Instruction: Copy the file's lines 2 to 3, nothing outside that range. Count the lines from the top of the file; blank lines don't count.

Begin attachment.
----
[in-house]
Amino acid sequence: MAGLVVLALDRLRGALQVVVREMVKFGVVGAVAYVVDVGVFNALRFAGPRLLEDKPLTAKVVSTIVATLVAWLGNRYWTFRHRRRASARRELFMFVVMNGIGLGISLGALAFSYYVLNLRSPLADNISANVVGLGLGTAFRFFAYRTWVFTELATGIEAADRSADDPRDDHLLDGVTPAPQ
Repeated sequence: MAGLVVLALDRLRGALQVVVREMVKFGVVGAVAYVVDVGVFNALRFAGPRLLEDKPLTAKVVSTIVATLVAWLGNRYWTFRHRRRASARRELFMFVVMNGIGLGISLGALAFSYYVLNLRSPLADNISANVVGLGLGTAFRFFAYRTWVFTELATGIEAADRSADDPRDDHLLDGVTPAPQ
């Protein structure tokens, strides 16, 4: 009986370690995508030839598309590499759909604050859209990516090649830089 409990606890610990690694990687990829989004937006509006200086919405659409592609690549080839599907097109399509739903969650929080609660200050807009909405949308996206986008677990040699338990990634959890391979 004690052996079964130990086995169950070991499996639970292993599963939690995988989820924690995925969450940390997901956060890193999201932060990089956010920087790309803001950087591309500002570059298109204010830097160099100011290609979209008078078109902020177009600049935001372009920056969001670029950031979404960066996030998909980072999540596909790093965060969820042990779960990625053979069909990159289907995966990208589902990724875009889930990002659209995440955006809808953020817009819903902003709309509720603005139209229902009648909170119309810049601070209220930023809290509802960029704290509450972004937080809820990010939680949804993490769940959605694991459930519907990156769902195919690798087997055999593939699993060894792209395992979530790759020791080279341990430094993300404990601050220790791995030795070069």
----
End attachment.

Amino acid sequence: MAGLVVLALDRLRGALQVVVREMVKFGVVGAVAYVVDVGVFNALRFAGPRLLEDKPLTAKVVSTIVATLVAWLGNRYWTFRHRRRASARRELFMFVVMNGIGLGISLGALAFSYYVLNLRSPLADNISANVVGLGLGTAFRFFAYRTWVFTELATGIEAADRSADDPRDDHLLDGVTPAPQ
Repeated sequence: MAGLVVLALDRLRGALQVVVREMVKFGVVGAVAYVVDVGVFNALRFAGPRLLEDKPLTAKVVSTIVATLVAWLGNRYWTFRHRRRASARRELFMFVVMNGIGLGISLGALAFSYYVLNLRSPLADNISANVVGLGLGTAFRFFAYRTWVFTELATGIEAADRSADDPRDDHLLDGVTPAPQ